U.S. Secretary of State John Kerry called on Kosovo's opposition leaders to stop tear gassing legislators, while urging the Balkan nation's government to stick to its plans to heal ethnic divisions.
In his first visit to the young nation of 1.8 million as secretary of state December 2, Kerry sought to help the aspiring European Union candidate to cope with a deepening political crisis over relations with Serbia, which it broke away from in 1999.
Kosovo has been rocked by riots over the government's efforts to confer greater rights on the nation's Serb minority, which have also prompted opposition legislators to disrupt the parliament's work by releasing tear gas and pepper spray into the chamber.
Meeting Kosovo's Prime Minister Prime Minister Isa Mustafa at the Pristina airport, Kerry said parliament should be "a shrine to democracy, a place of reverence, of respect. That is not the place for tear gas and it is not the place for intimidation."
"All parties need to renounce the use of violence in public life, and commit to engaging with each other peacefully and constructively."
Kosovo and Serbia have been holding European Union-mediated talks to overcome their differences, though Serbia still rejects Kosovo's 2008 declaration of independence.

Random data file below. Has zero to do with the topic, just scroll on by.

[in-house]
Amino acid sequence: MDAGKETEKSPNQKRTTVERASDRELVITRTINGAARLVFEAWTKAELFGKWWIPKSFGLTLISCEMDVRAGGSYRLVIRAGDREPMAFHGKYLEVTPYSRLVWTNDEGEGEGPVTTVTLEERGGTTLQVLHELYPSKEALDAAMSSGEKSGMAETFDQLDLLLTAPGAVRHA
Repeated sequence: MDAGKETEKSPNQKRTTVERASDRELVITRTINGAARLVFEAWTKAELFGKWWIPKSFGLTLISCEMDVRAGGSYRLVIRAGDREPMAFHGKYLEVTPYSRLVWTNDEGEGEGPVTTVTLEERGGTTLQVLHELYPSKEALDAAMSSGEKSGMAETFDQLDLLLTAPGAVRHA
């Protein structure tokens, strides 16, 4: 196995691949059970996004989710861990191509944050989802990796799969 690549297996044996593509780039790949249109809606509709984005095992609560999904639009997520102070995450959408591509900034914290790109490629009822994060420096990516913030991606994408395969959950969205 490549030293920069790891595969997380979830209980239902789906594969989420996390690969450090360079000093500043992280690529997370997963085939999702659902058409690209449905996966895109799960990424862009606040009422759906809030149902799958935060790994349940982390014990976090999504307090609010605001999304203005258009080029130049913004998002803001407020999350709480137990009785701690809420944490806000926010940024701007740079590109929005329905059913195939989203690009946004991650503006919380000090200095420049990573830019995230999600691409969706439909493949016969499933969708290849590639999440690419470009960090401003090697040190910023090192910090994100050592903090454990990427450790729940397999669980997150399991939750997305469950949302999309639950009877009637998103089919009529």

Kerry praised Pristina's recent landmark agreement negotiated with Serbia, denying opposition charges that its grant of greater political autonomy to Serbs threatens the nation's independence.
"Make no mistake: we would not support any agreement that would threaten the sovereignty, or the security, or the independence of Kosovo," he said.
The mainly Muslim but overwhelmingly secular country remains staunchly pro-American, and Kerry was greeted at the airport during his brief two-hour visit by a 50-man honor guard and red, white and blue banners.
Kerry raised concerns about the rising risk of radicalization among disaffected and jobless young Kosovars. At least 200 of them are believed to have joined the Islamic State group in Syria and Iraq -- the highest share of any European country.
While praising the government's "powerful example for the region with high profile arrests and even stronger legislation to combat extremism," Kerry said still more needs to be done.
"We need to continue to work together to fight back against the false promises of Daesh," he said.
Kerry then flew to Belgrade, where he met Serbian Prime Minister Aleksandar Vucic, a former ultranationalist who was information minister in the late 1990s when former president Slobodan Milosevic led Serbia into war with NATO over Kosovo.
Standing side by side in Belgrade, Kerry praised Vucic, who has rebranded himself as a pro-Western reformer, for opening talks with Kosovo and trying "to put the past in the past."